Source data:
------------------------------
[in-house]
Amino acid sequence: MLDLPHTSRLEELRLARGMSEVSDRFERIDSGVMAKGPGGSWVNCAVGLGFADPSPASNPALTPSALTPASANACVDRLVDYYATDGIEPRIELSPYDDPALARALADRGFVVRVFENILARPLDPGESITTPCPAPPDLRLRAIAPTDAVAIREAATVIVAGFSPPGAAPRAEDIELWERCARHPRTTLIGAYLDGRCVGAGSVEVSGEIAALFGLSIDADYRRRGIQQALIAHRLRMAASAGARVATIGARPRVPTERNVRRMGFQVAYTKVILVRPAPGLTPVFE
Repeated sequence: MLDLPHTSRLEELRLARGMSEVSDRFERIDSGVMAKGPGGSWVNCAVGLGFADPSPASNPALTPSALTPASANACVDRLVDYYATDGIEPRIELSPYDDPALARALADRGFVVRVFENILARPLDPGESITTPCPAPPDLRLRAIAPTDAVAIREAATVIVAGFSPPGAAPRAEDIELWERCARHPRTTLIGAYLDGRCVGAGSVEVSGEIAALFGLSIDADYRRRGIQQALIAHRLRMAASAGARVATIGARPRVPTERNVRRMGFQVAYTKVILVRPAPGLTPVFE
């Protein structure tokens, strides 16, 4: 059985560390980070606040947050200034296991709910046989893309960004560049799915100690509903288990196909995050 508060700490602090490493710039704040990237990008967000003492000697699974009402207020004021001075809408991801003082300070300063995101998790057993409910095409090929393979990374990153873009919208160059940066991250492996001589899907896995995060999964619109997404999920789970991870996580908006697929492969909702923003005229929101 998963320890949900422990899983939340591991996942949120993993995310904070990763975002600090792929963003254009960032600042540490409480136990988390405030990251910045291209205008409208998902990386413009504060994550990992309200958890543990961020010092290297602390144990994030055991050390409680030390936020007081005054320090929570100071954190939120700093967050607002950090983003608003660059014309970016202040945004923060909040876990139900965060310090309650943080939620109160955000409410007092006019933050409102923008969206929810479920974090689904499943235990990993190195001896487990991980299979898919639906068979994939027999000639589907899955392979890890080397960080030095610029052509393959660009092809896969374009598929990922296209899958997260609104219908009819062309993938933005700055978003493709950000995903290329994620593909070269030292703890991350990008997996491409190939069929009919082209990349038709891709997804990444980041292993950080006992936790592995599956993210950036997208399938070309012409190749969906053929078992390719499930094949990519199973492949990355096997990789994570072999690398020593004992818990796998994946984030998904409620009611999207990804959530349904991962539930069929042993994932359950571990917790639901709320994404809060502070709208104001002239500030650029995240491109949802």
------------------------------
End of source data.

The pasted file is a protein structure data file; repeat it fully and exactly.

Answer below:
[in-house]
Amino acid sequence: MLDLPHTSRLEELRLARGMSEVSDRFERIDSGVMAKGPGGSWVNCAVGLGFADPSPASNPALTPSALTPASANACVDRLVDYYATDGIEPRIELSPYDDPALARALADRGFVVRVFENILARPLDPGESITTPCPAPPDLRLRAIAPTDAVAIREAATVIVAGFSPPGAAPRAEDIELWERCARHPRTTLIGAYLDGRCVGAGSVEVSGEIAALFGLSIDADYRRRGIQQALIAHRLRMAASAGARVATIGARPRVPTERNVRRMGFQVAYTKVILVRPAPGLTPVFE
Repeated sequence: MLDLPHTSRLEELRLARGMSEVSDRFERIDSGVMAKGPGGSWVNCAVGLGFADPSPASNPALTPSALTPASANACVDRLVDYYATDGIEPRIELSPYDDPALARALADRGFVVRVFENILARPLDPGESITTPCPAPPDLRLRAIAPTDAVAIREAATVIVAGFSPPGAAPRAEDIELWERCARHPRTTLIGAYLDGRCVGAGSVEVSGEIAALFGLSIDADYRRRGIQQALIAHRLRMAASAGARVATIGARPRVPTERNVRRMGFQVAYTKVILVRPAPGLTPVFE
């Protein structure tokens, strides 16, 4: 059985560390980070606040947050200034296991709910046989893309960004560049799915100690509903288990196909995050 508060700490602090490493710039704040990237990008967000003492000697699974009402207020004021001075809408991801003082300070300063995101998790057993409910095409090929393979990374990153873009919208160059940066991250492996001589899907896995995060999964619109997404999920789970991870996580908006697929492969909702923003005229929101 998963320890949900422990899983939340591991996942949120993993995310904070990763975002600090792929963003254009960032600042540490409480136990988390405030990251910045291209205008409208998902990386413009504060994550990992309200958890543990961020010092290297602390144990994030055991050390409680030390936020007081005054320090929570100071954190939120700093967050607002950090983003608003660059014309970016202040945004923060909040876990139900965060310090309650943080939620109160955000409410007092006019933050409102923008969206929810479920974090689904499943235990990993190195001896487990991980299979898919639906068979994939027999000639589907899955392979890890080397960080030095610029052509393959660009092809896969374009598929990922296209899958997260609104219908009819062309993938933005700055978003493709950000995903290329994620593909070269030292703890991350990008997996491409190939069929009919082209990349038709891709997804990444980041292993950080006992936790592995599956993210950036997208399938070309012409190749969906053929078992390719499930094949990519199973492949990355096997990789994570072999690398020593004992818990796998994946984030998904409620009611999207990804959530349904991962539930069929042993994932359950571990917790639901709320994404809060502070709208104001002239500030650029995240491109949802």